10 Tips of Workplace housekeeping
Housekeeping refers to day-to-day cleanliness, tidiness and good order in all parts of our workplace.
Benefits of Good Housekeeping Practices
Good housekeeping implies that a workplace is kept in an organized, uncluttered, and hazard-free condition. While this is a relatively simple concept, the benefits that can be realized from good housekeeping practices are far reaching, and affect not only workers’ safety but also their health and productivity. Improvements in worker health and productivity, in turn, lead to lower operating costs thereby providing benefits to both the workers and the employer.
Good housekeeping is not just about cleanliness; it lays the basic foundation for accident and fire prevention. It requires attention to details, such as the layout of the worksite or facility, identification and marking of physical hazards, ensuring the adequate number of storage facilities, and routine maintenance. Here are some of the many benefits that can be gained when implementing good workplace housekeeping:
10 tips for workplace housekeeping
Experts agree that all workplace safety programs should incorporate housekeeping, and every worker should play a part. In addition, housekeeping should have management’s commitment so workers realize its importanc
1.Prevent slips, trips and falls
- To help prevent slip, trip and fall incidents, Some safety recommends the following:
- Report and clean up spills and leaks.
- Keep aisles and exits clear of items.
- Consider installing mirrors and warning signs to help with blind spots.
- Replace worn, ripped or damage flooring.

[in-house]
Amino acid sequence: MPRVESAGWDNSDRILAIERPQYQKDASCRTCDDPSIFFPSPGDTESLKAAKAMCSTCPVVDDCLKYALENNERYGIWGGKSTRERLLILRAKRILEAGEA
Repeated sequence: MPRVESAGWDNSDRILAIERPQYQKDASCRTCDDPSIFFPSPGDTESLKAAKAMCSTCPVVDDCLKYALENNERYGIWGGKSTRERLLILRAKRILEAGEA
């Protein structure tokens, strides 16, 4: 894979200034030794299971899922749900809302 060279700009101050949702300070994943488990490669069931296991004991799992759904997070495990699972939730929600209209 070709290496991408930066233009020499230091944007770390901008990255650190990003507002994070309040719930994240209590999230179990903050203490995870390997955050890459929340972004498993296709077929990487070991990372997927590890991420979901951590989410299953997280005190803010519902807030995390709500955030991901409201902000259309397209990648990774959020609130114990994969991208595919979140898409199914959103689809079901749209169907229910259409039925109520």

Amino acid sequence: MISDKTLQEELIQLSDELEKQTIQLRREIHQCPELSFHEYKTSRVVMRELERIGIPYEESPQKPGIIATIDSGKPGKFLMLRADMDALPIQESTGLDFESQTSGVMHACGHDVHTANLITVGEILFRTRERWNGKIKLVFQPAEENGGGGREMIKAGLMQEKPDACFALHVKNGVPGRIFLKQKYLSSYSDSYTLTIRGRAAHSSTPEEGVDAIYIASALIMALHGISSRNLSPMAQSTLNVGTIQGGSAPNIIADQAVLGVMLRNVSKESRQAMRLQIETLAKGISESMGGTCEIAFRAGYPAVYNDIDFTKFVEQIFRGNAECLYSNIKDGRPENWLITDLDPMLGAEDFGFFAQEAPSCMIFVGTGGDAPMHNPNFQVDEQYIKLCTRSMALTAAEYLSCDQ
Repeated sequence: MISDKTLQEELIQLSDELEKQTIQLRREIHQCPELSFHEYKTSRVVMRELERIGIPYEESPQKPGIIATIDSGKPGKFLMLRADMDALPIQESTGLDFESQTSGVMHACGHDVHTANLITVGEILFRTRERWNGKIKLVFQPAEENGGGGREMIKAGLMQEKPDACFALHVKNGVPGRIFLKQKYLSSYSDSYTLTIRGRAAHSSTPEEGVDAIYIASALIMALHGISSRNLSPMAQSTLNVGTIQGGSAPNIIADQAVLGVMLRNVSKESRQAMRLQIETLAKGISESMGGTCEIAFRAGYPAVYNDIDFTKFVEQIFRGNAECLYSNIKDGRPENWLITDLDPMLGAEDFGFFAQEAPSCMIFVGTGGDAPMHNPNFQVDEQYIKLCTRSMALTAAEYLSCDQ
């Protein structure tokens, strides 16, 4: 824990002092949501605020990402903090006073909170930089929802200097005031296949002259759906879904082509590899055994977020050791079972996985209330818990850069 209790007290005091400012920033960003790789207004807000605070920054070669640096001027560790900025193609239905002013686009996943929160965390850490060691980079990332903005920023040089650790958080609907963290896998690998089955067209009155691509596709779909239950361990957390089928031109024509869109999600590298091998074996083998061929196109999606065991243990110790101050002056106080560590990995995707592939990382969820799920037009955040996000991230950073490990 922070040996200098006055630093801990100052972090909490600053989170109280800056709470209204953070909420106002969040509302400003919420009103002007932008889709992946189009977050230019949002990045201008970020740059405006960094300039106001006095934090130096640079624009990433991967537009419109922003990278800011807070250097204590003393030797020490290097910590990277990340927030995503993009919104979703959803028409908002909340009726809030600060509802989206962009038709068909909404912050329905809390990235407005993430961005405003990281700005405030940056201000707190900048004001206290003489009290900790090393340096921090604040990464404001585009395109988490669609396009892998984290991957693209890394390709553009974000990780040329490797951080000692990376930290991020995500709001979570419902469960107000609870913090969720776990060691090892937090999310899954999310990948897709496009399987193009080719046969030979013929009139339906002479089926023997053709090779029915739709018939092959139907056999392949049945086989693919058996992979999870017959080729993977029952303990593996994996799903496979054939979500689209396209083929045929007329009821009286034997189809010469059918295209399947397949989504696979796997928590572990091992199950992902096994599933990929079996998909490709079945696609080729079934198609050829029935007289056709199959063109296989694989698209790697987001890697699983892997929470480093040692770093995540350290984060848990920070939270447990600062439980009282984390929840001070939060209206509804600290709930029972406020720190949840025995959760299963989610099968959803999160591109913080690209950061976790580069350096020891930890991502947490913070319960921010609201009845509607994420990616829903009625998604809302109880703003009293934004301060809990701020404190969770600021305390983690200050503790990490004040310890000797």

- Consider installing anti-slip flooring in areas that can’t always be cleaned.
- Use drip pans and guards.
2.Eliminate fire hazards
- Keep combustible materials in the work area only in amounts needed for the job. When they are unneeded, move them to an assigned safe storage area.
- Keep materials at least 18 inches away from automatic sprinklers, fire extinguishers
- Store quick-burning, flammable materials in designated locations away from ignition sources.
- Avoid contaminating clothes with flammable liquids. Change clothes if contamination occurs.
- The standard states that vacuuming is the “preferred” method of cleaning.
- Sweeping and water wash-down are other options.
- “Blow-downs” using compressed air or steam is allowed for inaccessible or unsafe surfaces.
Sufficient lighting must be provided, whether it is from a natural or artificial source, to allow safe movement around the workplace and to allow workers to perform their job without having to adopt awkward postures or strain their eyes to see.
- The following factors should be taken into account:
- the nature of the work activity
- the nature of hazards and risks in the workplace
- the work environment
- illumination levels, including both natural and artificial light